L’Dor V’Dor – how does your past speak?

A couple of weeks ago I went to a luncheon at the Spertus Institute of Jewish Learning and Leadership with my colleague, Lisa Kaplan.  As the theme of the event was L’Dor V’Dor, from generation to generation, people were encouraged to attend with their family and bring an heirloom that reminded them of their family history. Participants even had the chance to have their portrait taken with the heirloom they brought.

In my photo, I was wearing my Great-Grandmother’s wedding ring. To me, this ring holds a great deal of sentimental value. My grandmother had given this ring to my mother and it was passed down to me. Someday I will likely give to a daughter of my own. It is the birthright of the women in our line – something that binds us all and holds our spirits together.  I am so excited to send my mother a copy of that photo, and wish that she could have been there when it was taken.

During lunch, we heard from guest speakers about the importance of saving and preserving family treasures, and each of us was able to contribute the story of our heirlooms.  Lisa presented her great grandmother’s elegant pocket watch on a gold chain, adorned with doves. Passed down by generations, it was a symbol, she felt, of someone looking after the family. Another heirloom was a Kiddush cup that had miraculously survived the war and made it across the ocean to America. Each piece had an amazing story and meant something special to the bearer.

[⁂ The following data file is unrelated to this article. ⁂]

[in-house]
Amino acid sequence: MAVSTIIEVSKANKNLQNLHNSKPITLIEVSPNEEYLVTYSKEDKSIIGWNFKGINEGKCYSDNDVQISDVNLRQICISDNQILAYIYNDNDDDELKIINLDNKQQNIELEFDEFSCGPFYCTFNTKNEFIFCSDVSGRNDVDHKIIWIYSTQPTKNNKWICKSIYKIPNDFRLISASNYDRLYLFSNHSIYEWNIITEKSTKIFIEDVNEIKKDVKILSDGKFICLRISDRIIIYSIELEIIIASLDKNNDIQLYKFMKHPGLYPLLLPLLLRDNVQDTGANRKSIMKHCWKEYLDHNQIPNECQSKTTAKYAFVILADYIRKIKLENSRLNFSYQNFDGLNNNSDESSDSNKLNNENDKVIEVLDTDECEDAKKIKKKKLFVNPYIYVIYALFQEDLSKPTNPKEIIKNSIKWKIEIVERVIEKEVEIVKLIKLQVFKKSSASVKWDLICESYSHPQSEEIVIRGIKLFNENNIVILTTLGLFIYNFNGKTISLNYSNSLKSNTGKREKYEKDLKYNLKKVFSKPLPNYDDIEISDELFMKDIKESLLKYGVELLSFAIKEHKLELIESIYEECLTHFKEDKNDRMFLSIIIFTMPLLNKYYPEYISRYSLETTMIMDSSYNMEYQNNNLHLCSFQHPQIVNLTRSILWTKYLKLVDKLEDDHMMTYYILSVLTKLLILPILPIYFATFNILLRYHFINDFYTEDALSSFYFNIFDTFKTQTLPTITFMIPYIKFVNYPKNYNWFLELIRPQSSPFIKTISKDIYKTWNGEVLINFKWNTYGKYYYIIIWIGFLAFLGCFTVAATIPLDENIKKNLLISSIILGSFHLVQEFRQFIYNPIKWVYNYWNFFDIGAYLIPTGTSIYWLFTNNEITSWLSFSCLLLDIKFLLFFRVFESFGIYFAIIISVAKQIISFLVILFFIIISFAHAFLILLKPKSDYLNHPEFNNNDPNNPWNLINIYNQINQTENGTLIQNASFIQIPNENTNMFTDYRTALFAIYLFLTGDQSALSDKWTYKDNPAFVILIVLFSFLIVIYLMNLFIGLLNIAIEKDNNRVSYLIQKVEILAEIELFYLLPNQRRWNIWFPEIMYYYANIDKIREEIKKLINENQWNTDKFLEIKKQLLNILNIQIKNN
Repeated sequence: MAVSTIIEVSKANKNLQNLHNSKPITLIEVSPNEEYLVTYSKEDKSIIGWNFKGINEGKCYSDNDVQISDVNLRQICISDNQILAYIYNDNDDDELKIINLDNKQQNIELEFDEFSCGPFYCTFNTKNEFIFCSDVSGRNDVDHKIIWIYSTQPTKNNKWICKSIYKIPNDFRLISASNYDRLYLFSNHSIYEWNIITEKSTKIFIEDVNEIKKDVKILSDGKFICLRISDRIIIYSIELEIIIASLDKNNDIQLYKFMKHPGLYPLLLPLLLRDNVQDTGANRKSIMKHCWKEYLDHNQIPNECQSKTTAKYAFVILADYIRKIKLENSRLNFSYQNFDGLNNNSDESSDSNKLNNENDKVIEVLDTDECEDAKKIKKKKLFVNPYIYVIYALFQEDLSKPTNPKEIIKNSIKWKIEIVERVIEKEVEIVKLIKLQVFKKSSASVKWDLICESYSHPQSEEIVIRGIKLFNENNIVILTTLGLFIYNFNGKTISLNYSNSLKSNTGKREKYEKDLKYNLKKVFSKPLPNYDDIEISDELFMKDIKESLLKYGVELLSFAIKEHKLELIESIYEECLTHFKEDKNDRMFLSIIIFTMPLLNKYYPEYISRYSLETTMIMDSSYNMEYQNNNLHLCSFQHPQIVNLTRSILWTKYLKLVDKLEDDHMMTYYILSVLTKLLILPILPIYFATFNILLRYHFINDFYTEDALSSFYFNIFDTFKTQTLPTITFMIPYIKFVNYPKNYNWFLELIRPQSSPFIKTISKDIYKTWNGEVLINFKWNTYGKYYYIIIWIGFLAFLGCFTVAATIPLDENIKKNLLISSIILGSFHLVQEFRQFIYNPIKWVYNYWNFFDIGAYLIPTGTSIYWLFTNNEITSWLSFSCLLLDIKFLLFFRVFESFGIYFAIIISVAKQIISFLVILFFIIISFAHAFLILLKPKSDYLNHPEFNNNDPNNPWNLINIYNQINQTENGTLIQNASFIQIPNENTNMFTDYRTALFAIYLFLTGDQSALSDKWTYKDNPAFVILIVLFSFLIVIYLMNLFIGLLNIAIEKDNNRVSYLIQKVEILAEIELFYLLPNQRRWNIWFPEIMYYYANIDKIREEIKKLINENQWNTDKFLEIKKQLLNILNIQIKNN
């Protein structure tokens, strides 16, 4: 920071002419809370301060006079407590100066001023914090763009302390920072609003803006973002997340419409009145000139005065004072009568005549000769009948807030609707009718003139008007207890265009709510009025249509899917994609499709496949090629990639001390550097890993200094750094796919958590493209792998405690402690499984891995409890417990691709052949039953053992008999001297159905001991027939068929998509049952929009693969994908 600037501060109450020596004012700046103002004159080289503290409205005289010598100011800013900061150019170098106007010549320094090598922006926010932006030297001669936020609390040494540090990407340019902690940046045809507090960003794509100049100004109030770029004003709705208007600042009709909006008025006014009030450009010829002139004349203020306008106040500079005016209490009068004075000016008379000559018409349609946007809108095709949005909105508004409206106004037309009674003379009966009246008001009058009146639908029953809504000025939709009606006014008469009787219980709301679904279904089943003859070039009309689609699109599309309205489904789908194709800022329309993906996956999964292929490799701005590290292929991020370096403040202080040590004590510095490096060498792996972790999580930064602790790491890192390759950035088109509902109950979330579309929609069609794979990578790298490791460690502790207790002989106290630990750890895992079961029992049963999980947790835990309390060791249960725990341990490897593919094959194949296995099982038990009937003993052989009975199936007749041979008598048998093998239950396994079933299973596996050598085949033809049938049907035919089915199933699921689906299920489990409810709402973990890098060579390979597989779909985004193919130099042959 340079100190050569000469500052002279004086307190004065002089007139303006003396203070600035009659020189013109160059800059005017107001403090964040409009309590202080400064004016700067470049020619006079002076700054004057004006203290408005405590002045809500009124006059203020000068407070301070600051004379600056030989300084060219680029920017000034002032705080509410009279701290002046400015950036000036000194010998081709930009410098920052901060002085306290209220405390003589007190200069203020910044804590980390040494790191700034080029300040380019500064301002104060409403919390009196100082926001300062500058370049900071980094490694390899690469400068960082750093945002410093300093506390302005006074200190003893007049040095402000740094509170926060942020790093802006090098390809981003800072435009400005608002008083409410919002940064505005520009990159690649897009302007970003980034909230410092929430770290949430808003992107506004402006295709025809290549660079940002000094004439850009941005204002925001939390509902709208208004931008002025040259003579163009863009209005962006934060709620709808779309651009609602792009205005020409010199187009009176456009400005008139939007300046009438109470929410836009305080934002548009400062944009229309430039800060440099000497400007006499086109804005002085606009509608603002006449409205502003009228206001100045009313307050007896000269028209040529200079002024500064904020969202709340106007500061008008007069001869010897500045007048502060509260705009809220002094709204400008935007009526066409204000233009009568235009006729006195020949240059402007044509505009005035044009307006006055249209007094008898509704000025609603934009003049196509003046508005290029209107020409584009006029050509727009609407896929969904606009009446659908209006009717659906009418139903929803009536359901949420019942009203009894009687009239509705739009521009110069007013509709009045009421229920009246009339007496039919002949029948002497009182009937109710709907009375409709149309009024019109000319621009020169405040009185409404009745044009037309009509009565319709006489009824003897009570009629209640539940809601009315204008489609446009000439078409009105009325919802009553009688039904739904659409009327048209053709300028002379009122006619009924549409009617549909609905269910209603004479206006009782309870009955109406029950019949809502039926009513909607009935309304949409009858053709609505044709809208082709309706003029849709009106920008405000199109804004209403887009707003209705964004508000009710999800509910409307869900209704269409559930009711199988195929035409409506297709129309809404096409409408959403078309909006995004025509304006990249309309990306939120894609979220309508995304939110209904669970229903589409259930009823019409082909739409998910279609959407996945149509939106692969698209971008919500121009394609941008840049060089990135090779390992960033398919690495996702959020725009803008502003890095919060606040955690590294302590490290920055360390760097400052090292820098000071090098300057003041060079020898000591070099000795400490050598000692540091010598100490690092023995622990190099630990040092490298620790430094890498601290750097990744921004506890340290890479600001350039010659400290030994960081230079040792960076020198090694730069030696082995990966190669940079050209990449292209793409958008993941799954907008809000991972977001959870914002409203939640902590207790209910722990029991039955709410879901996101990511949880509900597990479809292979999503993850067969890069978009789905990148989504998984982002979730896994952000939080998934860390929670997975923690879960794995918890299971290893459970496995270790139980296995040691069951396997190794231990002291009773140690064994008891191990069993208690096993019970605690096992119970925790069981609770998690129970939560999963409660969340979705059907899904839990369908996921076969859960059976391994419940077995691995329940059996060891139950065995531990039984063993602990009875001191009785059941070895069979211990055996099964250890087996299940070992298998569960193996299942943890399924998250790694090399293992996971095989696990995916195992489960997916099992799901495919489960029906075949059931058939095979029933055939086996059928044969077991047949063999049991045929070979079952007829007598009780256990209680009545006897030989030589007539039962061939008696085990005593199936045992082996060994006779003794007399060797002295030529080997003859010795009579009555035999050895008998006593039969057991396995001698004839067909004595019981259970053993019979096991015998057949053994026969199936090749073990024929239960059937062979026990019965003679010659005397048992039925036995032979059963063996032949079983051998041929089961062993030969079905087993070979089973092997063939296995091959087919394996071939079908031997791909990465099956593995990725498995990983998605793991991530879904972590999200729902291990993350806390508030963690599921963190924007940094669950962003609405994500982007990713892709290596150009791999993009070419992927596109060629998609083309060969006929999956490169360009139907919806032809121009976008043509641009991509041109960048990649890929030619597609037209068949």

I went into this luncheon not knowing what to expect beyond a nice meal and the chance to meet new people. However, after seeing everyone’s heirlooms and hearing the stories behind them I couldn’t help but feeling genuinely affected by the experience. The event truly touched me and made me think seriously about my family and my own legacy.  My grandmother has been encouraging my sisters, my cousin, and I to sit down, go through pictures, and jot down our family history, but something always comes up to keep us from doing it.  This year, I plan to make it a priority.

Now, as I reach a point in my life where I am starting to think about getting married and starting a family of my own, these stories and photos are more important than ever. I want to be able to tell the next generation about our history.  The curator of the Spertus Museum also spoke about photos and artifacts that families no longer wanted or felt they didn’t need as well, as other cases where there weren’t any family members left to receive those precious items. It made me consider, what would happen to my family’s story or to our sentimental keepsakes in that case? Would our history be lost? Or could something from my families collection be donated to the Spertus Museum or even to Temple Sholom.

What do you know about your family’s history? Don’t wait too long to find out. Have you ever thought about how you will preserve your family’s precious heirlooms? What will your legacy be?

Carrie Rosen is the Temple Sholom new girl and joining the staff in April as the Fund Development Coordinator and Executive Assistant to Boni Fine. She is collaborating with the Development Committee to re-launch the L’Dor V’Dor program here at Temple Sholom.

Carrie Rosen is the Temple Sholom new girl, joining the staff in April as the Fund Development Coordinator and Executive Assistant to Boni Fine. She is a sometimes vegetarian. – See more at: http://www.sholomchicago.org/old/blog/ahhhh-a-cool-drink-for-a-hot-day-meatless-monday-at-temple-sholom/#sthash.6tgHx0vw.dpuf